I think we have to transcend egos and self-centeredness- we have to come to terms that self-interest means looking out for each other, because we are all connected, we are all a part of something greater than ourselves- and one of the best ways to empower yourself is to empower those around you. [7 Habits: win-wins.] Ideas like these I feel need to be proliferated around the world, and become a part of common sense. Perhaps I’m wrong, in which case I’ll do a little more trial and error. The point is, we got to try. And fail. And try again. And fail better. We’ll fail our way to success, and keep trying. C’mon. We are the ones, this is the time. We live in the most exciting period in all of human history, perhaps the most exciting period throughout the history of the universe (at least in the context of our galaxy!). We have GOT to make some incredible progress here. We have to stop looking out for ourselves in a selfish manner- I find it limiting to think locally, even- I want our generation- the people born in the 90s- to be considered the most epic motherfuckers in the history of the human race, more so than the philosophers and artists of the past. I think we can do it. (Of course, the truth is that we are all a part of a larger organism- we all owe everything to everyone that came before us, and credit is always due to those who came before, because they lit the way for the rest of us to follow.)
As Da Vinci put it- there will be wings- if not for me, then for some other. He was right. Well, there will be intelligence, thoughtfulness, compassion- if not for me, then for some other. C’mon. C’mon!!!
I imagine that the end of poverty, xenophobia and other terrible things about the world today will happen the same way. Perhaps grand things might happen- but I’m guessing it’ll be a lot more slow and steady than we imagine. [Way slower and way less steady.] People will gradually and collectively figure things out, through trial and error. So we need to work on increasing the number of proper and documented trials, reduce unnecessary and stupid errors, and ensure that those errors are survivable. And we need to talk, we need to talk a whole lot about what we think, about what we want. Who’s going to change the world? Everybody, and nobody. It’s a process that’s greater than ourselves and it will be our duty and honour to be a part of it.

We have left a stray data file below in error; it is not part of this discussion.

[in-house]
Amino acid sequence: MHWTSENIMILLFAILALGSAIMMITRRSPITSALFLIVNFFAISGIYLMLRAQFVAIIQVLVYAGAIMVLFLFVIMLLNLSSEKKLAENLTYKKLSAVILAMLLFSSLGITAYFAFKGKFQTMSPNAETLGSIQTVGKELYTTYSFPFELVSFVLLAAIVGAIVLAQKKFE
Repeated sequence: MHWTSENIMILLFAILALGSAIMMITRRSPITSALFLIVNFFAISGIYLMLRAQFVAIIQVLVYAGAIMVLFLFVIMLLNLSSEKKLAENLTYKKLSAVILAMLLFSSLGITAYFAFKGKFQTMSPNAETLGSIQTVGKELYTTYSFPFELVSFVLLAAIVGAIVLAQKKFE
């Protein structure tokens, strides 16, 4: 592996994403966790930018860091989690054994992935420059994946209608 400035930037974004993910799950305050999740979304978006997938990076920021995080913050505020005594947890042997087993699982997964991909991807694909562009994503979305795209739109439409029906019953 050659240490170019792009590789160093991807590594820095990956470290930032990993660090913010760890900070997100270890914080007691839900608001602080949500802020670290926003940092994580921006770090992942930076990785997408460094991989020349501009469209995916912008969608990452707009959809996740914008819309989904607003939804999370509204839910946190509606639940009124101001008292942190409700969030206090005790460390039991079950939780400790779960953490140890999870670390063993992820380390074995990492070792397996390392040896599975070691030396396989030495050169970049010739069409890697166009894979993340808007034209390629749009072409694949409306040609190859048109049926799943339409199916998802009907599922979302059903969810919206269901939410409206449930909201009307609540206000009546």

Personally I’m interested in understanding this process a little better, in the “I can do it” sense. I want to see the end of militant nationalism and xenophobia- I want to play a role in challenging people to think about it. To think globally, to see the bigger picture.
Too often we use the status quo as justification for what cannot be done in the future. You’d think we’d have learnt by now. We look at our ancestors with embarrassment, thinking- how on Earth were they able to convince themselves that racism, slavery, alchemy and other such primitive ideas were okay? Our descendants will think the same of us, wondering why we struggle with silly things like nationalism, xenophobia, homophobia, climate change. We’ll look like a bunch of idiots!
I want to play a role in strengthening and perpetuating ideas that will stimulate and encourage human thought and initiative- to influence popular imagination, to encourage people to think for themselves, to challenge themselves and one another to be constructive, to create and transcend. We need to learn to manage systems- our health, our emotions, our finances- and each other. Obama’s more perfect union, Socrate’s Gadfly- to synthesize disparate ideas, to reveal harmony, to ignite interest in the wisdom of the ancients, to constantly contrast unexpected ideas from different schools of thought.
I know I’m not being very clear here, that’s the problem with rambles like these. I’m sacrificing some degree of clarity and accuracy in an attempt to get my thoughts out. Feel free to criticize and engage me on this so that I can improve the expression of my position- please do, the honour is mine.